How does the Treasury plan to restore prudence?
In the short-term, Mr Darling believes profligacy is the new prudence. But after two years – quite possibly when another government is in charge – the watchword in Whitehall and the country will be austerity.
With the government borrowing 8 per cent of GDP in 2009-10, or £118bn, Mr Darling expects to get back to only what he defines as prudence by 2015-16. This is when public sector net borrowing falls below the level of net investment and the Treasury expects the deficit to be about £14bn in that year.
The total reduction needed to restore prudence is, therefore, a £104bn clawback over six years.
The austerity years are split between the effects of rapid economic growth, tax rises, fiscal drag – the process by which revenues grow faster than the economy – and spending restraint.
About a fifth of the explosion in borrowing will be clawed back by rapid economic growth, the Treasury believes. This is, of course, limited by the assumption that the economy was permanently scarred by the credit crunch.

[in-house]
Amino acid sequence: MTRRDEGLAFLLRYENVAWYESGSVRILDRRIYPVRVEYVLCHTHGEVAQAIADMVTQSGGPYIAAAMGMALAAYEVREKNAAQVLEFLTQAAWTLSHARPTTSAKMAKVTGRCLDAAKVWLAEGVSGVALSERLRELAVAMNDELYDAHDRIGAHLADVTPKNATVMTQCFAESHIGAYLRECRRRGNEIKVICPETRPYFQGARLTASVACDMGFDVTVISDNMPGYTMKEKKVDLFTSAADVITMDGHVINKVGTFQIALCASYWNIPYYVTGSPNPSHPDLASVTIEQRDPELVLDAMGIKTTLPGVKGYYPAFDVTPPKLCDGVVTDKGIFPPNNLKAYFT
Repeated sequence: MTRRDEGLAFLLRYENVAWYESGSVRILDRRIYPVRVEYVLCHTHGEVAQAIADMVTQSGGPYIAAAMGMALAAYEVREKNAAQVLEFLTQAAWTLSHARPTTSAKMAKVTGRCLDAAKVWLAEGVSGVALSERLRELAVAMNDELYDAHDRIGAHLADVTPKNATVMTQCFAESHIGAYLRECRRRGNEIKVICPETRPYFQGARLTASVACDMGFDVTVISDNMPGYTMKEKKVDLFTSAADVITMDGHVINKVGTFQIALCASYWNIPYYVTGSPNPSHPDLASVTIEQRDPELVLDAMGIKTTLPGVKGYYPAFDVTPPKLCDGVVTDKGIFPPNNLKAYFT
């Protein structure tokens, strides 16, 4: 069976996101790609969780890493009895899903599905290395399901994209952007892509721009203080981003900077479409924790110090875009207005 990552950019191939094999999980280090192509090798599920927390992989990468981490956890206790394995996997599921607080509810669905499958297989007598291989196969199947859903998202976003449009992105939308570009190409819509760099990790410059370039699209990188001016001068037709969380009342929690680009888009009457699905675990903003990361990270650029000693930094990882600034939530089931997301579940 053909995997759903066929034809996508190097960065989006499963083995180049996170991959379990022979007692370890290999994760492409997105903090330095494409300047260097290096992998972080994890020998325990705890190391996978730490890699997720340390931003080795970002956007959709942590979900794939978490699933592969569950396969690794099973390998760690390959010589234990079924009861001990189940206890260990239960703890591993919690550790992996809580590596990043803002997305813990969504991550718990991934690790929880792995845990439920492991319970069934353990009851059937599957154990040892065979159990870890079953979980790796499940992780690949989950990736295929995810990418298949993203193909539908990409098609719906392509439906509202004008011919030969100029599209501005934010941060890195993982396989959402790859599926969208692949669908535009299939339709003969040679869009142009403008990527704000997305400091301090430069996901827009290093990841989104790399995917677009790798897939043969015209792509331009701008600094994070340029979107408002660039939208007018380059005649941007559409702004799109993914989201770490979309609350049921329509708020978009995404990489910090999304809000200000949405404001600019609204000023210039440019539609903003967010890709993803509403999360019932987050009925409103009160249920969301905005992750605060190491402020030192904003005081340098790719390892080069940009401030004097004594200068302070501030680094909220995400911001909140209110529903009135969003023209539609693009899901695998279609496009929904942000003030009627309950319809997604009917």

But the rest of the recovery comes from deliberate government action. The government is counting predominantly on three forces: tax increases, fiscal drag and severe public expenditure restraint to reduce the cyclically adjusted budget deficit from 7.2 per cent in 2010-11 to 3.5 per cent in 2013-14.
Tax rises come to about £20bn – a fifth of the total – and comprise the withdrawal of the value added tax reduction, rises in national insurance contributions, higher income tax for rich people and higher excise duties.
The real growth rate of public spending falls to 1 per cent a year – lower than the 1.2 per cent announced by the chancellor because he is freezing capital spending in 2010-11 and all subsequent years, giving the lie to the government’s claims of always protecting infrastructure spending.
Government revenues are forecast to rise very sharply as a share of GDP even though no specific tax increases have been announced. This is because the Treasury is assuming the damage to revenues over the next few years is not permanent. This is a very bold assumption.